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The Castine Elm Tree Benefit Dinner sponsored by the Pentagoet Inn, Castine, Maine travels to southern Italy for an evening of food and wine on Tuesday, June 26th. Five course celebration by reservation. 326-8616
The elm tree has a long history in this country as a symbol of freedom. It is said that during colonial times in Boston, American patriots frequently met beneath a majestic elm to plan their opposition to British rule. Incensed by these meetings, the British cut down the tree, moving the Americans closer to rebellion. After this incident, American elms were referred to as “liberty” elms. When the Revolutionary War was over, thousands of elms were planted to honor this history and also for the beauty and stateliness they brought to many a town’s main street. In 1930, Dutch elm disease (caused by a bark beetle) entered the country hidden in a shipment of logs imported by furniture companies for the making of veneer. This was a catastrophe for American elms and by 1980 seventy-seven million elms across the US were gone. Castine is one of the few towns in the country where a large number of the ancient elms survive, some of these over 150 years old.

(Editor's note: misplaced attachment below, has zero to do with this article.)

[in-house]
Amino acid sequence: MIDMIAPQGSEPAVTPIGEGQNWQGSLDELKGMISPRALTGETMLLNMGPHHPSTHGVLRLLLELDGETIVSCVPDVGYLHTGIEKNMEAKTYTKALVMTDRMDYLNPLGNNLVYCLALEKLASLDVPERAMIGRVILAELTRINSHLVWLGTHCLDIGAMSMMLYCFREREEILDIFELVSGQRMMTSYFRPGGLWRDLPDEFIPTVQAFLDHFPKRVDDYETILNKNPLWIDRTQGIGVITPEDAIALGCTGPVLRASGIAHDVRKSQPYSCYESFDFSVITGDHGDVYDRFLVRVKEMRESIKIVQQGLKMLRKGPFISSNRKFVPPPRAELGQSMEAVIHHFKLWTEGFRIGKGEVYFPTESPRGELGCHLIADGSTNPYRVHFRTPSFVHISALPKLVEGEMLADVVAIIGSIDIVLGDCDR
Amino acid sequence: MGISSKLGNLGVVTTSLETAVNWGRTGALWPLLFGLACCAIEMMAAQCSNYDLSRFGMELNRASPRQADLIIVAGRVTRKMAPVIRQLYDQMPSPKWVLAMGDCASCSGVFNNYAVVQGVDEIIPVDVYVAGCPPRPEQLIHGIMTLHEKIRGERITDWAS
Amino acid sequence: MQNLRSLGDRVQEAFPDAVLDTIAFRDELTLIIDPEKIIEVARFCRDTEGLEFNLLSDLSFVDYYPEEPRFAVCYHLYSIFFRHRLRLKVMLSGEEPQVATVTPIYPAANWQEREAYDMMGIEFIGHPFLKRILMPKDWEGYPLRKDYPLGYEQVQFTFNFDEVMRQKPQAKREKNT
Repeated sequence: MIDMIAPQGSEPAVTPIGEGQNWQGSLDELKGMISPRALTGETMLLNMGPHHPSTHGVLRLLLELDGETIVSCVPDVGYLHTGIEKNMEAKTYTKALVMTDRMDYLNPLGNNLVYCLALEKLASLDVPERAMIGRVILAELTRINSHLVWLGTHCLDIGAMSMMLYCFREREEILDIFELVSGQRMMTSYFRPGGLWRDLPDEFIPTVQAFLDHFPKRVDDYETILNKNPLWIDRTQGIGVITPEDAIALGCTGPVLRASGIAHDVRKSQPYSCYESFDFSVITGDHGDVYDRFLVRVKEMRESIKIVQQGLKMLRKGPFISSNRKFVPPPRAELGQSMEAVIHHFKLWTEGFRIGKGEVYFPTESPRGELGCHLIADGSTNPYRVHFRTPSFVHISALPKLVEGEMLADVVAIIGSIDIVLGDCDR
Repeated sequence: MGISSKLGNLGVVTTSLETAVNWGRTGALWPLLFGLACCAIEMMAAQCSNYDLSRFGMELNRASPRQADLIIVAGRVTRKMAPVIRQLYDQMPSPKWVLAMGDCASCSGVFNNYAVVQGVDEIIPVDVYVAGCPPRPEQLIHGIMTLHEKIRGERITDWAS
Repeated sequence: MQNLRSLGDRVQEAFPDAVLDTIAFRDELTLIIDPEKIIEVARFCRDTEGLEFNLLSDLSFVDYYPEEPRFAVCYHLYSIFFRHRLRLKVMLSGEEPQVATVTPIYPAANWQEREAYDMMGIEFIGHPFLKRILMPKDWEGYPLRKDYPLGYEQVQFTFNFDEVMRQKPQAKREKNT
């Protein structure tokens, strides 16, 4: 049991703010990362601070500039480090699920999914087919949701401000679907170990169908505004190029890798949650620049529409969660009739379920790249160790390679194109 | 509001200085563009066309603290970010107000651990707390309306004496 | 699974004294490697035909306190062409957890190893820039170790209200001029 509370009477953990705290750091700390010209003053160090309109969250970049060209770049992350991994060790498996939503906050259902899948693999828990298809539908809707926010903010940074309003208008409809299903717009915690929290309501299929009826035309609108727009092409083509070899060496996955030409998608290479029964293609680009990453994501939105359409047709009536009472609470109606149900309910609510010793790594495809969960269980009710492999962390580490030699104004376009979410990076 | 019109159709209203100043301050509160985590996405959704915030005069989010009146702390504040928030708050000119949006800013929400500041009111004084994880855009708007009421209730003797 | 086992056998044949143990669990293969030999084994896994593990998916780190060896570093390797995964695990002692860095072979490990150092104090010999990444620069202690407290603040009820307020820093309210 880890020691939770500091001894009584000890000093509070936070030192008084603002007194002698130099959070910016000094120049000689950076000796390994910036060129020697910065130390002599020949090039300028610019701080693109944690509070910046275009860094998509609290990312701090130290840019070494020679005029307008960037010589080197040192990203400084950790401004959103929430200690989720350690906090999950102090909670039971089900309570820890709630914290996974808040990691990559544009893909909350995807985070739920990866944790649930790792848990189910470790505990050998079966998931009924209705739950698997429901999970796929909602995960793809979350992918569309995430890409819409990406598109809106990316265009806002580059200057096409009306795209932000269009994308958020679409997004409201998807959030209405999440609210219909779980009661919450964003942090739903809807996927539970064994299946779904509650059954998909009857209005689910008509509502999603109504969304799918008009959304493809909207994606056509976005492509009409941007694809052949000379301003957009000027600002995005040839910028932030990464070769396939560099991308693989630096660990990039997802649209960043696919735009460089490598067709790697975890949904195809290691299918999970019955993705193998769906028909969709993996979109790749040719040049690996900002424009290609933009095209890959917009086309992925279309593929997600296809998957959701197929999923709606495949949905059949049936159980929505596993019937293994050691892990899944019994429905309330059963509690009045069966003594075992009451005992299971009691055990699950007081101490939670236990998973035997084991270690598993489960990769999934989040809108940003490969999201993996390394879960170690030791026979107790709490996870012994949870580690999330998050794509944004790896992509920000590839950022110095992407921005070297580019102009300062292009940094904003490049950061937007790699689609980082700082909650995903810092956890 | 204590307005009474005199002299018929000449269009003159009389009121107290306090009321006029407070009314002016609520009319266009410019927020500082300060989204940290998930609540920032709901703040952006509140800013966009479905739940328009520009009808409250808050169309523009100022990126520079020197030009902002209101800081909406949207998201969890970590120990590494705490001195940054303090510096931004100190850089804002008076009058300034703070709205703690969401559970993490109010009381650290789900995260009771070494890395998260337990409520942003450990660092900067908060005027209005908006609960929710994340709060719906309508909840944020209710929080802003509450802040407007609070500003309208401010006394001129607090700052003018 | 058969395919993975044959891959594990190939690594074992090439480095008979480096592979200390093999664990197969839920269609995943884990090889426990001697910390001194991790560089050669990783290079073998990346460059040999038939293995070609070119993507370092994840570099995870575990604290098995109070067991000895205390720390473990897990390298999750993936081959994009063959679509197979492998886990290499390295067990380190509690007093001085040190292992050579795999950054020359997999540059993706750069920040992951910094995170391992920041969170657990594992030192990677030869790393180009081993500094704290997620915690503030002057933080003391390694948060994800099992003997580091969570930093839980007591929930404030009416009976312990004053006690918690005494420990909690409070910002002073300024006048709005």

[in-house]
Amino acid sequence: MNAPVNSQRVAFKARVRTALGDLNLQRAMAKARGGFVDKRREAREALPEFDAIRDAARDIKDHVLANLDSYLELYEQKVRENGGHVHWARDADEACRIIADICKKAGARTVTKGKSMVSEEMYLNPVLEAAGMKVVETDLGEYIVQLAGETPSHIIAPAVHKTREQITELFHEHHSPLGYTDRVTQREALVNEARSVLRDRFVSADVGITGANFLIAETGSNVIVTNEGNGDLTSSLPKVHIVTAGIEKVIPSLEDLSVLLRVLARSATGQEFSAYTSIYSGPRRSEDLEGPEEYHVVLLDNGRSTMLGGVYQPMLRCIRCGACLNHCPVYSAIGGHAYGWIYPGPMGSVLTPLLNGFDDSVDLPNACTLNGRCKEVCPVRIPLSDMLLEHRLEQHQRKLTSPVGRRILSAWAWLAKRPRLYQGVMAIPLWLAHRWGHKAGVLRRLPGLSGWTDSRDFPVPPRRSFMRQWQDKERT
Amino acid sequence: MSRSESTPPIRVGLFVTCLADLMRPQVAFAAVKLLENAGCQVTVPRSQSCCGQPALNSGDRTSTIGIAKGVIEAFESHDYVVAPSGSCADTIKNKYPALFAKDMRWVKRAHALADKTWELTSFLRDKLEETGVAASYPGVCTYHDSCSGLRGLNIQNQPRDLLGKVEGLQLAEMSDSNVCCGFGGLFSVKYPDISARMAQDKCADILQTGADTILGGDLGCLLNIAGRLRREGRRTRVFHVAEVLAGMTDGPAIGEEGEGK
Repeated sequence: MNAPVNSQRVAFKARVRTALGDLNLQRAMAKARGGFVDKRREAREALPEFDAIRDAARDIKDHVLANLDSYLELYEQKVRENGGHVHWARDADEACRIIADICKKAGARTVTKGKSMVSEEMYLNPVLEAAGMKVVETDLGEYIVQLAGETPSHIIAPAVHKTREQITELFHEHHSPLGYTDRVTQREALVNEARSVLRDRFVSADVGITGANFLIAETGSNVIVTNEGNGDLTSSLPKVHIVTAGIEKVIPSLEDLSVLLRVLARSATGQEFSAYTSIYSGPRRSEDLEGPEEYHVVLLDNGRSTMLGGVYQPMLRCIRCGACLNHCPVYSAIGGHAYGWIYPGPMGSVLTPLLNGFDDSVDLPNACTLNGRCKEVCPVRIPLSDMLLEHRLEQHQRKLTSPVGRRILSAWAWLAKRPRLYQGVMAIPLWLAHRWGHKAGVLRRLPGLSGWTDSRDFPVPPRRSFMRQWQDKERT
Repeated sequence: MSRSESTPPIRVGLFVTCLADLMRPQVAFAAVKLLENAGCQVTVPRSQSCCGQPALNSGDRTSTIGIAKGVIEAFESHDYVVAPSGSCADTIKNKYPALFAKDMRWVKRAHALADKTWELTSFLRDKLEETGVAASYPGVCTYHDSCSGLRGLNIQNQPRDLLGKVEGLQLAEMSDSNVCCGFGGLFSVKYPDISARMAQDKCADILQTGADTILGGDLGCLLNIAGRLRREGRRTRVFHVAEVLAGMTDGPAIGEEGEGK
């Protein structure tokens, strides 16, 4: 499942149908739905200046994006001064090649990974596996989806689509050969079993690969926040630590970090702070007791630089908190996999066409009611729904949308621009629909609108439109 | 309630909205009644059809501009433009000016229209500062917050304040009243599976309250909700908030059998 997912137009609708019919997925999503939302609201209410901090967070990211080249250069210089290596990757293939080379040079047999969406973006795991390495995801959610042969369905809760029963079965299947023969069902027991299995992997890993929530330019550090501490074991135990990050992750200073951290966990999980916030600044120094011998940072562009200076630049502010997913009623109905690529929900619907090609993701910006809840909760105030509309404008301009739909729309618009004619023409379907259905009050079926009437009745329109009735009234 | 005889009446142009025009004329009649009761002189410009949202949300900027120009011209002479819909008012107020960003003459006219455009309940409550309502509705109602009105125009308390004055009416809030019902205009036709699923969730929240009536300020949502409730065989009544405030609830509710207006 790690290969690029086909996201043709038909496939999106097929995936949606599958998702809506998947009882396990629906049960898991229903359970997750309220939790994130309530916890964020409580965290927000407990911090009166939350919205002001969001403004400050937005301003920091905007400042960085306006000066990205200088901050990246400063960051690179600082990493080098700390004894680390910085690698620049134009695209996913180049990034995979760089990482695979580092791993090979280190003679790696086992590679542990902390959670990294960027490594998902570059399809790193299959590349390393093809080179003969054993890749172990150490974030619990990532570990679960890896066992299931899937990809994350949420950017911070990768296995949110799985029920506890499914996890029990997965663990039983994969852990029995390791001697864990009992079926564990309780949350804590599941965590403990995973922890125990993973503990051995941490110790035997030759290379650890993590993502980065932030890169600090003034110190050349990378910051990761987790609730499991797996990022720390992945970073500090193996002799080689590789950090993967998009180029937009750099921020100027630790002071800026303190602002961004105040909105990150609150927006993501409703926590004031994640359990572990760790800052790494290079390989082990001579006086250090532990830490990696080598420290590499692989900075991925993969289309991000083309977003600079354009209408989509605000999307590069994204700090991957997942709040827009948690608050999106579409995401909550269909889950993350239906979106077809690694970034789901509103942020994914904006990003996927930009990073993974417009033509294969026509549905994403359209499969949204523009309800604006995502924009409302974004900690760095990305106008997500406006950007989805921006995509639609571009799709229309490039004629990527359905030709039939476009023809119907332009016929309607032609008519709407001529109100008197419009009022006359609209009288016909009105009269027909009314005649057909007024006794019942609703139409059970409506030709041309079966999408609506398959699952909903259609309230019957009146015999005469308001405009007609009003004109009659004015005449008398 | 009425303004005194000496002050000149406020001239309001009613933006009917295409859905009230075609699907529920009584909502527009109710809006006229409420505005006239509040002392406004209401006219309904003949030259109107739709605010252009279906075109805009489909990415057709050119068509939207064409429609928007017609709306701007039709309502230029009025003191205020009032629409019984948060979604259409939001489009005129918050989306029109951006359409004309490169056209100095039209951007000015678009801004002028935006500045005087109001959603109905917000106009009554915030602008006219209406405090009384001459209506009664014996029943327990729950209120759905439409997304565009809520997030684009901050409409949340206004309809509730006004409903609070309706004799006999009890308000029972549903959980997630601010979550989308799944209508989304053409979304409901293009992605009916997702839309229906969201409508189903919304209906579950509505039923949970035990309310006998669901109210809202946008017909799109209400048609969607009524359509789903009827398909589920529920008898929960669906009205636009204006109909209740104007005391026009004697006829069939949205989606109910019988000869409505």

All proceeds from the event go toward the care of the ancient trees and the replacement of any Dutch elm diseased trees with new disease resistant varieties.